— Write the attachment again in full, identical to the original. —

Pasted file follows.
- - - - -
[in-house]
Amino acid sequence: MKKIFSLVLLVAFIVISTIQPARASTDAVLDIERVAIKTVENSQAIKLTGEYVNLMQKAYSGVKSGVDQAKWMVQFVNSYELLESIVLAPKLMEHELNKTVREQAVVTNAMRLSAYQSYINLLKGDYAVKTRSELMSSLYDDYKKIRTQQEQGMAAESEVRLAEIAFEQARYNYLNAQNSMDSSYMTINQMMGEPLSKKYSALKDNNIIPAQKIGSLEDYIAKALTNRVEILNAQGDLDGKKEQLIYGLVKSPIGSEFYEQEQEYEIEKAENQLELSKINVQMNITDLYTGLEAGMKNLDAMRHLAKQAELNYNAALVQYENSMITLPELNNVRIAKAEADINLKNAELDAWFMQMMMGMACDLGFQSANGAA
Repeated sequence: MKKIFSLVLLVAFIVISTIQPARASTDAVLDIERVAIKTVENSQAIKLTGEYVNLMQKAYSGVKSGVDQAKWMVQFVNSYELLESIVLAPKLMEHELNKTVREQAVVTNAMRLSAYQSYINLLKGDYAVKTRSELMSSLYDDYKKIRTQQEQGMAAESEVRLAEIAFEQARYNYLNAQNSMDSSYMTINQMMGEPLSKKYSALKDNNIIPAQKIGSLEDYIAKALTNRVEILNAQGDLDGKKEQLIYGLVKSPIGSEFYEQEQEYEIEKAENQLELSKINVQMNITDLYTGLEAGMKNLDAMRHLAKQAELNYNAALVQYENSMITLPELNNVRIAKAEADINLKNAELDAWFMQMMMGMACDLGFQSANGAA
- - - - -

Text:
[in-house]
Amino acid sequence: MKKIFSLVLLVAFIVISTIQPARASTDAVLDIERVAIKTVENSQAIKLTGEYVNLMQKAYSGVKSGVDQAKWMVQFVNSYELLESIVLAPKLMEHELNKTVREQAVVTNAMRLSAYQSYINLLKGDYAVKTRSELMSSLYDDYKKIRTQQEQGMAAESEVRLAEIAFEQARYNYLNAQNSMDSSYMTINQMMGEPLSKKYSALKDNNIIPAQKIGSLEDYIAKALTNRVEILNAQGDLDGKKEQLIYGLVKSPIGSEFYEQEQEYEIEKAENQLELSKINVQMNITDLYTGLEAGMKNLDAMRHLAKQAELNYNAALVQYENSMITLPELNNVRIAKAEADINLKNAELDAWFMQMMMGMACDLGFQSANGAA
Repeated sequence: MKKIFSLVLLVAFIVISTIQPARASTDAVLDIERVAIKTVENSQAIKLTGEYVNLMQKAYSGVKSGVDQAKWMVQFVNSYELLESIVLAPKLMEHELNKTVREQAVVTNAMRLSAYQSYINLLKGDYAVKTRSELMSSLYDDYKKIRTQQEQGMAAESEVRLAEIAFEQARYNYLNAQNSMDSSYMTINQMMGEPLSKKYSALKDNNIIPAQKIGSLEDYIAKALTNRVEILNAQGDLDGKKEQLIYGLVKSPIGSEFYEQEQEYEIEKAENQLELSKINVQMNITDLYTGLEAGMKNLDAMRHLAKQAELNYNAALVQYENSMITLPELNNVRIAKAEADINLKNAELDAWFMQMMMGMACDLGFQSANGAA